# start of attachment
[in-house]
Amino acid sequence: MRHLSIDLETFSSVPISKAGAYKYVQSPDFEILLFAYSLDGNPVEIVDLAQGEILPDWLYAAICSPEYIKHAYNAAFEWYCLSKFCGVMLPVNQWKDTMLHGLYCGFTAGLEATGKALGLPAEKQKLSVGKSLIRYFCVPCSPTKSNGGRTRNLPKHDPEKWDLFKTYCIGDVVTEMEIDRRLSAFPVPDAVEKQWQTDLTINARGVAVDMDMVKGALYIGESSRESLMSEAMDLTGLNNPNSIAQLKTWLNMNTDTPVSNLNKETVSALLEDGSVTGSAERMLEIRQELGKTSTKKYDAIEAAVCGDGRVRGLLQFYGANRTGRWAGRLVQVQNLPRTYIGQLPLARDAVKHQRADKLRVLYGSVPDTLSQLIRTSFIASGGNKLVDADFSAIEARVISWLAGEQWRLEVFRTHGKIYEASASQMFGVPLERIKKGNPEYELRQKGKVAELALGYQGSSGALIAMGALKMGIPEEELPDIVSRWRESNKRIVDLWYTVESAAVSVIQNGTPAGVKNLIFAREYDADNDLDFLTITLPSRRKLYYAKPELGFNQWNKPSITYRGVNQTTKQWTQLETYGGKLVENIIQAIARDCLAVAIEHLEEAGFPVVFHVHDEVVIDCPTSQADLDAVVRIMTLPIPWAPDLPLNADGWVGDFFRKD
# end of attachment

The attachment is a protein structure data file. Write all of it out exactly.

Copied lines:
[in-house]
Amino acid sequence: MRHLSIDLETFSSVPISKAGAYKYVQSPDFEILLFAYSLDGNPVEIVDLAQGEILPDWLYAAICSPEYIKHAYNAAFEWYCLSKFCGVMLPVNQWKDTMLHGLYCGFTAGLEATGKALGLPAEKQKLSVGKSLIRYFCVPCSPTKSNGGRTRNLPKHDPEKWDLFKTYCIGDVVTEMEIDRRLSAFPVPDAVEKQWQTDLTINARGVAVDMDMVKGALYIGESSRESLMSEAMDLTGLNNPNSIAQLKTWLNMNTDTPVSNLNKETVSALLEDGSVTGSAERMLEIRQELGKTSTKKYDAIEAAVCGDGRVRGLLQFYGANRTGRWAGRLVQVQNLPRTYIGQLPLARDAVKHQRADKLRVLYGSVPDTLSQLIRTSFIASGGNKLVDADFSAIEARVISWLAGEQWRLEVFRTHGKIYEASASQMFGVPLERIKKGNPEYELRQKGKVAELALGYQGSSGALIAMGALKMGIPEEELPDIVSRWRESNKRIVDLWYTVESAAVSVIQNGTPAGVKNLIFAREYDADNDLDFLTITLPSRRKLYYAKPELGFNQWNKPSITYRGVNQTTKQWTQLETYGGKLVENIIQAIARDCLAVAIEHLEEAGFPVVFHVHDEVVIDCPTSQADLDAVVRIMTLPIPWAPDLPLNADGWVGDFFRKD